State law defines habitual truancy as 10 or more unexcused absences in one school year. Baker said he wouldn’t characterize the dropping number as a trend until he has five years of data but feels the district is headed in the right direction.
Baker began tracking truancy when he came to the district in the 2012-13 school year. That year, 261 students across the district had 10 or more unexcused absences. That number dropped to 244 last school year and looks to be on track to be lower again by the end of this school year, he said.
Baker made a presentation to the Rio Rancho Public Schools Board recently and said last year at this time, 86 students had received 10-day truancy notices and right now the district has sent out 68.
Baker said in an interview that school administrators are making a greater effort to bring parents into the loop earlier in the process than they did before.
“Schools are much more engaged,” he said. “They contact parents right away instead of waiting until a student is habitually truant.”
Schools send out letters after the third, fifth and seventh day. Parents also get an automated call at the end of the day when their child has an unexcused absence.
Rio Rancho High principal Richard VonAncken said the school has also seen some improvement since refocusing its efforts on unexcused absences. Last year, the school held a meeting for parents of excessively truant students and invited a local judge to come and speak with them. He said contacting family and students immediately after an unexcused absence occurs has also been key.
“Our attendance secretary is relentless in getting a hold of parents and students,” he said.
Bryan Garcia, principal of Puesta del Sol Elementary, said this year the school has been more vigilant about monitoring tardies and both excused and unexcused absences. He said they have seen the number of five and seven-day notices cut in half when compared with last school year.
“We just don’t let it get to a certain point,” he said. “We will contact parents if we see an excessive pattern, even if the absences are excused.”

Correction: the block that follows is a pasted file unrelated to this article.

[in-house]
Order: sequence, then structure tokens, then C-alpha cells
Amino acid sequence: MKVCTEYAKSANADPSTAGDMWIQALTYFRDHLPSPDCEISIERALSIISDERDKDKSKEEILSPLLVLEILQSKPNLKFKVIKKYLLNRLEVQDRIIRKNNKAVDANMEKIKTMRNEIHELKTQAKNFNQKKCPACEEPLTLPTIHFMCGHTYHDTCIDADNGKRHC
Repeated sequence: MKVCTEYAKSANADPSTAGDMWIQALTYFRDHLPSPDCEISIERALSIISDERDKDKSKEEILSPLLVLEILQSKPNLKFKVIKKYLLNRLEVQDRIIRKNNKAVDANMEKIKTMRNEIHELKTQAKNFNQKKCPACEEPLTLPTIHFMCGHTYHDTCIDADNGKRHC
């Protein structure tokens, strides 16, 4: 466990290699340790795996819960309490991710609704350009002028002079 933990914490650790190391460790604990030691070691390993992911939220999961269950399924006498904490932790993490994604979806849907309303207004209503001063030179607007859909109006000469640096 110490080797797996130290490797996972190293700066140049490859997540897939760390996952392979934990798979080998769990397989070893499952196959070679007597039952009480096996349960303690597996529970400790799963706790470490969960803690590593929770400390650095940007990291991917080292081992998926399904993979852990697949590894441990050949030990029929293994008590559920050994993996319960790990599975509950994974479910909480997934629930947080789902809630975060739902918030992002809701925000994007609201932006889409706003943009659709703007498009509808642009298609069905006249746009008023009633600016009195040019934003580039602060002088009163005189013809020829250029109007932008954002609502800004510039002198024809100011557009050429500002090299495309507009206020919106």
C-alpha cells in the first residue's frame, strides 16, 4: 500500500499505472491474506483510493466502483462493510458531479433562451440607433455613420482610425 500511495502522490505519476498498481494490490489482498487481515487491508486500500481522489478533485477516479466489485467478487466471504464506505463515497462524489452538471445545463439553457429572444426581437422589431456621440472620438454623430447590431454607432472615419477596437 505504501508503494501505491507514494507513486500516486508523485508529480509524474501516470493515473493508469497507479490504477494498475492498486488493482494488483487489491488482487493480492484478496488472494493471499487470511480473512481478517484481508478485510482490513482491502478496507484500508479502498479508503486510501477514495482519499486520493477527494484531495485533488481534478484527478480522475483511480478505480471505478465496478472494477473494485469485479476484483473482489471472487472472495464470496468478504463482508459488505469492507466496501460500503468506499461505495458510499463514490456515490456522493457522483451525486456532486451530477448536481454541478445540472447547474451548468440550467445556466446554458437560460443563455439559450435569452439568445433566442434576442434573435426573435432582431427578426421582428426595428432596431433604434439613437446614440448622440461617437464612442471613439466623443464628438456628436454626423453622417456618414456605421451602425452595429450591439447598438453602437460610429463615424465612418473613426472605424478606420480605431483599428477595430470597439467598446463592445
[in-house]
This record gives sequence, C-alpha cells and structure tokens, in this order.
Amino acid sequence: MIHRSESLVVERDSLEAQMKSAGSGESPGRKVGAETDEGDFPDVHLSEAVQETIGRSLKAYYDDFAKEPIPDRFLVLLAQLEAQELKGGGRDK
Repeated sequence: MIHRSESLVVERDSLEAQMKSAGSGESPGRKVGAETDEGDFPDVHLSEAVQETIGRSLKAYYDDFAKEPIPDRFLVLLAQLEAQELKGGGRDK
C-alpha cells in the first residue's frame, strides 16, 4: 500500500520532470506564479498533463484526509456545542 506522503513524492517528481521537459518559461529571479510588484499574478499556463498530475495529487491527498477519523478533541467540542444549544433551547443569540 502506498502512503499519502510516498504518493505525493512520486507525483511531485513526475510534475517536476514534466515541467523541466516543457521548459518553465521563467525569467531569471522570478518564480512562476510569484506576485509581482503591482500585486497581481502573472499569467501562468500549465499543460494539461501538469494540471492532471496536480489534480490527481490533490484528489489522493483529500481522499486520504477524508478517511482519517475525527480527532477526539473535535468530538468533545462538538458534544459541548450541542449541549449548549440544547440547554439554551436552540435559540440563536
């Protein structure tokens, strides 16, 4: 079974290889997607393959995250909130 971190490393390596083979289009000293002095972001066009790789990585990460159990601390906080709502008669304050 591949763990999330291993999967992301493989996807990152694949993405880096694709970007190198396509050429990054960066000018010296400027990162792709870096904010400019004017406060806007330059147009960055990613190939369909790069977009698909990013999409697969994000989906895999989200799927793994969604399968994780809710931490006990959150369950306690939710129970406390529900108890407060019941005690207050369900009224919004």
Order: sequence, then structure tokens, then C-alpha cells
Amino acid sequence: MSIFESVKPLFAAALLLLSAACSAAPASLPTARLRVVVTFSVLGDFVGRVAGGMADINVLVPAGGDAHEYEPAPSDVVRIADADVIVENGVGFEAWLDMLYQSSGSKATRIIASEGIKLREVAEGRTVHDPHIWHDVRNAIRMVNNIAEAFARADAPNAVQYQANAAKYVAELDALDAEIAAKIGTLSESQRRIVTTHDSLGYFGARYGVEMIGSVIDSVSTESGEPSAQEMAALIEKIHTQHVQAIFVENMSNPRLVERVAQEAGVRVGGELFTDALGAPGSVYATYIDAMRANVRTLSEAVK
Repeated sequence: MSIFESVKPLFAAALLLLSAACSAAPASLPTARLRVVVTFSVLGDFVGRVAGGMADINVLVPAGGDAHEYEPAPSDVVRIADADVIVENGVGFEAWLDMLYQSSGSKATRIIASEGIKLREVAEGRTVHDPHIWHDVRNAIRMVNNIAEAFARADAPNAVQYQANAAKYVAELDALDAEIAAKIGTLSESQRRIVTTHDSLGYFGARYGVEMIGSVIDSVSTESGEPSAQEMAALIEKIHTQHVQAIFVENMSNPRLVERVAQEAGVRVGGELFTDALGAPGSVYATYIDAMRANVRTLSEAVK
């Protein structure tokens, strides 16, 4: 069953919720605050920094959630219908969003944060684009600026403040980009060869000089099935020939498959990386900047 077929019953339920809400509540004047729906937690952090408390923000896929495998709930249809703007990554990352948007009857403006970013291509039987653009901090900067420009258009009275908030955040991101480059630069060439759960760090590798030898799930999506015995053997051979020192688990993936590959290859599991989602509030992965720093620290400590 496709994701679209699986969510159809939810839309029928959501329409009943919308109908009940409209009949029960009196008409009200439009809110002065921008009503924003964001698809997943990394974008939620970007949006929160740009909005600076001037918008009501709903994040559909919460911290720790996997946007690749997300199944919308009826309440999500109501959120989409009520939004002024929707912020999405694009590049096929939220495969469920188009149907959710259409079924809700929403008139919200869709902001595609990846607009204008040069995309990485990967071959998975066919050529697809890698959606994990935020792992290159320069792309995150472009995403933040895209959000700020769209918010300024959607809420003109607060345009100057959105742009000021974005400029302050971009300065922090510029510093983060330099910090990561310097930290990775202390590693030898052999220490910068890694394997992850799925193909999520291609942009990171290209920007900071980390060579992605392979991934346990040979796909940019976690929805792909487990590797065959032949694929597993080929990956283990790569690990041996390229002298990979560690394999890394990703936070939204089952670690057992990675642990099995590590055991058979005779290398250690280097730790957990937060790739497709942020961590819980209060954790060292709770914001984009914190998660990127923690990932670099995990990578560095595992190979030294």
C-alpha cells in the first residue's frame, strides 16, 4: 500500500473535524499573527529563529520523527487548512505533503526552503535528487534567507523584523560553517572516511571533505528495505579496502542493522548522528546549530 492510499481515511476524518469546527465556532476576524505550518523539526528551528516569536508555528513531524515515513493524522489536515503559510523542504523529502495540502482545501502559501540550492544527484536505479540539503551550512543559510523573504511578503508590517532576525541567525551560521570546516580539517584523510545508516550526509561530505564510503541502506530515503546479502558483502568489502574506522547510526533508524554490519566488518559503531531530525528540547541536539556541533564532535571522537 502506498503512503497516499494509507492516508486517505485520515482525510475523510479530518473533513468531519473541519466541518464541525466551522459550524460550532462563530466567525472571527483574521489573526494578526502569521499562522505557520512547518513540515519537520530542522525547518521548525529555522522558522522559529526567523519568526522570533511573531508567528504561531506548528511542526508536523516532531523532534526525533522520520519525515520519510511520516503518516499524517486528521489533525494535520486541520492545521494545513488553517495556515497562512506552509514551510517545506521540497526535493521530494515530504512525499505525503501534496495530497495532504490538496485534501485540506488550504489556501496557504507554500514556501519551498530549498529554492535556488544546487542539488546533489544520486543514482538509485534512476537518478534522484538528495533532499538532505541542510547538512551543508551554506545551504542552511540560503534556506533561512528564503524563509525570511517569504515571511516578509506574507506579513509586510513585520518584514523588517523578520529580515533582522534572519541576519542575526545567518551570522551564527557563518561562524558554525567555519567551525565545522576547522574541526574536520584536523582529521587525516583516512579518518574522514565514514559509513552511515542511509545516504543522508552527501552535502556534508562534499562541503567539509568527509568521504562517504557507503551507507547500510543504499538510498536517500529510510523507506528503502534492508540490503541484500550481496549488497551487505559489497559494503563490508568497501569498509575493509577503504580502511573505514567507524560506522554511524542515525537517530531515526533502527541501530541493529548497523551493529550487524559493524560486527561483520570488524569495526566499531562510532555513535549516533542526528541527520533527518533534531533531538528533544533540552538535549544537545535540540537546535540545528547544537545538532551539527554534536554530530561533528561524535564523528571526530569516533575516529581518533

It’s a delicate balance, he said, and sometimes the inquiry into excused absences angers parents. He said he’s had to learn to be more diplomatic.
“It’s very much a call of concern to see if the family needs help,” he said. “This is not about a truancy officer getting involved.”
But when it comes to unexcused absences, Baker said the district’s truancy officer will eventually become involved. Parents with habitually truant students can be prosecuted, but Baker said the goal is to address the situation before it ever gets to that point.
“After the fifth unexcused absence, the truancy officer takes over,” Baker said. “They may personally call or visit the home to determine why the student is not going to school.”
Baker said the main cause of truancy they see is substance abuse either from the parent or student or both. The first step of the truancy officer, he said, is to determine whether children are being abused and neglected. If so, that gets reported to the state Children, Youth and Families Department. After that, he said the next step is offering services and support to the family.
“Our main goal is not to punish the family,” he said. “We want to align families with appropriate resources to get them back on track.”